State health officials are bracing Minnesotans for a substantial increase in COVID-19 cases, including 463 lab-confirmed cases reported Wednesday morning, as testing increases for the novel coronavirus that causes the infectious disease.
Eighteen new deaths were reported as well, bringing the toll of the pandemic to 319 fatalities. One of the newly reported deaths involved a 30-year-old, the youngest victim in the state so far of COVID-19 that has been harshest on the elderly and residents of long-term care facilities.
The state has reported 4,644 COVID-19 cases since the start of the pandemic, based on 66,744 molecular diagnostic tests — including a single-day high of 2,915 tests reported on Wednesday.
While the coronavirus is clearly spreading, the rising count is due to increased testing that is identifying more previously unknown cases and finding a high prevalence of cases in nursing homes and meatpacking plants with known outbreaks, said Kris Ehresmann, state infectious disease director.
“With more testing we will see more cases,” said Ehresmann in a media briefing on Tuesday. “I want to lay that out — that in the next number of days, we are going to continue to see more and more cases, and people should not be shocked or concerned.”
Gov. Tim Walz was scheduled later today to join U.S. Rep. Collin Peterson, D-Minn., in Worthington to discuss the outbreaks in food processing facilities, including the JBS pork plant that has temporarily shut down. That outbreak has fueled the 616 lab-confirmed cases in surrounding Nobles County.
Walz also later this week must decide whether to extend or amend the statewide stay-at-home order, which will expire May 4. The governor in statements over the past week has hinted that he will “dial” back restrictions, but that some might still be needed to limit the spread of the outbreak. Certain retail and other businesses with high and unpredictable levels of foot traffic — which can allow infected people to spread the virus to others — could remain closed.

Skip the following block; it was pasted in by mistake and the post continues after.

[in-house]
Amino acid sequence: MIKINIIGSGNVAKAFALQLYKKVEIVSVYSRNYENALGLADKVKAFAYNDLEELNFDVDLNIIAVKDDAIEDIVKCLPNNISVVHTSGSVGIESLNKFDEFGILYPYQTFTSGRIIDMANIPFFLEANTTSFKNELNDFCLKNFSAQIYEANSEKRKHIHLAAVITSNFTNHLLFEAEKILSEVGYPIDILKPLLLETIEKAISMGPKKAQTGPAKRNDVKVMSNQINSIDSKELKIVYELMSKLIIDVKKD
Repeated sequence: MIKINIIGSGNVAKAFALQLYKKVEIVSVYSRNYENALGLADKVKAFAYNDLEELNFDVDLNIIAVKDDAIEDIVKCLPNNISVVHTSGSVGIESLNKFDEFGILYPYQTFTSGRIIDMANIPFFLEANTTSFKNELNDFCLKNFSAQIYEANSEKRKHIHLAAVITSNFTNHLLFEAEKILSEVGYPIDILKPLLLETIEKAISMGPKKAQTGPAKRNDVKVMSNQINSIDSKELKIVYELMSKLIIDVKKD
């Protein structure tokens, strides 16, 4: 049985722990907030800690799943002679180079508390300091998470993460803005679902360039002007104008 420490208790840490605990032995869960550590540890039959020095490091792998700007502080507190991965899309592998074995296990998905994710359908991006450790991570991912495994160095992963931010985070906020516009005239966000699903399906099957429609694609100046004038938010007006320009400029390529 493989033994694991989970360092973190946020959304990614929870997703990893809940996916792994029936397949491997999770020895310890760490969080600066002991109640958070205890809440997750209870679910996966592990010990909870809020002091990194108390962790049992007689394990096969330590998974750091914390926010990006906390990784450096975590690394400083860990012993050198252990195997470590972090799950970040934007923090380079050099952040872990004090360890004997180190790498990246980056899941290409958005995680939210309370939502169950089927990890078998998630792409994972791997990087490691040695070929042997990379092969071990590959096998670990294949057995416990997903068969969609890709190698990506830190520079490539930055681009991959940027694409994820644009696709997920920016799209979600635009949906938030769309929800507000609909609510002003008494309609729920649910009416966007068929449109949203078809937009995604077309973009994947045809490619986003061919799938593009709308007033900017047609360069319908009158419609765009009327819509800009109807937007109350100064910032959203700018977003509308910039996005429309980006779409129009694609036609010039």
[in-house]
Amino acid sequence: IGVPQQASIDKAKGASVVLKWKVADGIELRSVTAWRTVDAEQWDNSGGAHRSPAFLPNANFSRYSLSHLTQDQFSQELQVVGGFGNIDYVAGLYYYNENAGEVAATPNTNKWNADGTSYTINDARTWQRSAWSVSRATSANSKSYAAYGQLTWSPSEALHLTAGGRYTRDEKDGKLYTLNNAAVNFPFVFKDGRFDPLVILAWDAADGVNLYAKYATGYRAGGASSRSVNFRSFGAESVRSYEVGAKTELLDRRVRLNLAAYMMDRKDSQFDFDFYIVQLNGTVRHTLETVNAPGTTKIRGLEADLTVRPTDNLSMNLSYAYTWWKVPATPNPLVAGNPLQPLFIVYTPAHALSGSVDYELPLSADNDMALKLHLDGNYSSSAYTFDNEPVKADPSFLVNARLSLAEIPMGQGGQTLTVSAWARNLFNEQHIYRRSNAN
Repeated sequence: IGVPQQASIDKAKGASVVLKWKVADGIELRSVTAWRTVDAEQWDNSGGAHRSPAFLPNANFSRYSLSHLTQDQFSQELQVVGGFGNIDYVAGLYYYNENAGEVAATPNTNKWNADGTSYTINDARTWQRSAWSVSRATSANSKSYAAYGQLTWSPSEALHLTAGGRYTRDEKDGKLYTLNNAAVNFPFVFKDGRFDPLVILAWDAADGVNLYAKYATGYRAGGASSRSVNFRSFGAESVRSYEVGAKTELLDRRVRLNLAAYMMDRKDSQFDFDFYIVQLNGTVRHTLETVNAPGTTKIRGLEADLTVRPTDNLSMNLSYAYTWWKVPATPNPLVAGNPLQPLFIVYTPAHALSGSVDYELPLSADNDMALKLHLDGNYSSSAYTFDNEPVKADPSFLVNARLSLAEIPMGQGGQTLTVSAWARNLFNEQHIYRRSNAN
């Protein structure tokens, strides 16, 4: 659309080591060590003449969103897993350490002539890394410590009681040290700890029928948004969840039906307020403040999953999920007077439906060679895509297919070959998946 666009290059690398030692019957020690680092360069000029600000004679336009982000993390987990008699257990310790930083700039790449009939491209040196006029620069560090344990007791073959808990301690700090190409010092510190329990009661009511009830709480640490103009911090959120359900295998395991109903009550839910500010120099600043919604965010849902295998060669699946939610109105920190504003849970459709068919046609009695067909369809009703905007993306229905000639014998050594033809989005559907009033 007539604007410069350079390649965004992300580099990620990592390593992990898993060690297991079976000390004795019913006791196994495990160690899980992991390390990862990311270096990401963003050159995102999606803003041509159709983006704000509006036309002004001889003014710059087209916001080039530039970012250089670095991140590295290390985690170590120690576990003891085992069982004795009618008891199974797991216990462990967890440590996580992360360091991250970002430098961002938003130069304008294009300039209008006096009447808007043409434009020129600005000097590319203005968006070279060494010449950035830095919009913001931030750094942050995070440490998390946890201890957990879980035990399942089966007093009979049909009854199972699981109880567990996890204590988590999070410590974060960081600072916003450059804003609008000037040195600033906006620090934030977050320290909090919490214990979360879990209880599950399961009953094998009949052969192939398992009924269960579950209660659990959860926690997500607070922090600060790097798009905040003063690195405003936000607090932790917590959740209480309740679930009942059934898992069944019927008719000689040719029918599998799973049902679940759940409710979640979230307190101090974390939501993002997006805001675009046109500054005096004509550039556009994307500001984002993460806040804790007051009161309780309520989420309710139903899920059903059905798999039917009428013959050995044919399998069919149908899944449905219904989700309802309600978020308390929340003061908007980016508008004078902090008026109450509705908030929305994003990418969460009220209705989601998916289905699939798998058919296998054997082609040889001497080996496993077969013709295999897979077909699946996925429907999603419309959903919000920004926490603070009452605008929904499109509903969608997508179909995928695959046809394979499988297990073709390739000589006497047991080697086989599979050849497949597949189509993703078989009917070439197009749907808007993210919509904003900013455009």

Increased testing has been a key part of the governor’s strategy for managing the outbreak after the end of the stay-at-home order, which was designed to reduce face-to-face contact and disease transmission by up to 80% and to delay the pandemic so that hospitals had time to prepare.
Other preparations included the identification of about a dozen alternate care sites that could treat routine hospital patients in the event that acute care hospitals were overwhelmed with COVID-19 cases. On Wednesday, Walz announced a lease of the Presbyterian Homes-Langton Shores in Roseville to serve as one of those sites.
“By setting up this alternate care site in Roseville, our team is making sure that — should it ever be needed — our hospitals have the capacity they need to treat all patients who need care,” Walz said in a statement.
The state might not reach his goal by Monday of 5,000 molecular diagnostic tests per day, as state Health Commissioner Jan Malcolm said there have been delays in setting up a coordinated statewide testing strategy and getting supplies to the right locations.
Testing is not “ramping up quite as quickly as I had hoped,” Malcolm said on Tuesday, though the state is still on track to reach a capacity of up to 20,000 tests per day under a $36 million partnership with the University of Minnesota and Mayo Clinic.
The partnership will add thousands of serological blood tests as well that can detect the presence of antibodies in people who have recovered from COVID-19. However, the World Health Organization recently announced that there is no proof yet that having antibodies implies that people are now immune.
The antibody tests for now will help to define the breadth of the outbreak in Minnesota, but can’t yet be used to identify people who are no longer infectious, or who can work and move about without restrictions, said Dr. Ruth Lynfield, state epidemiologist.
“It may not be the case that it will have lifelong immunity, but I am hopeful that there will be immunity for a period of time,” she said. “But this is something that we really have to be very careful about.”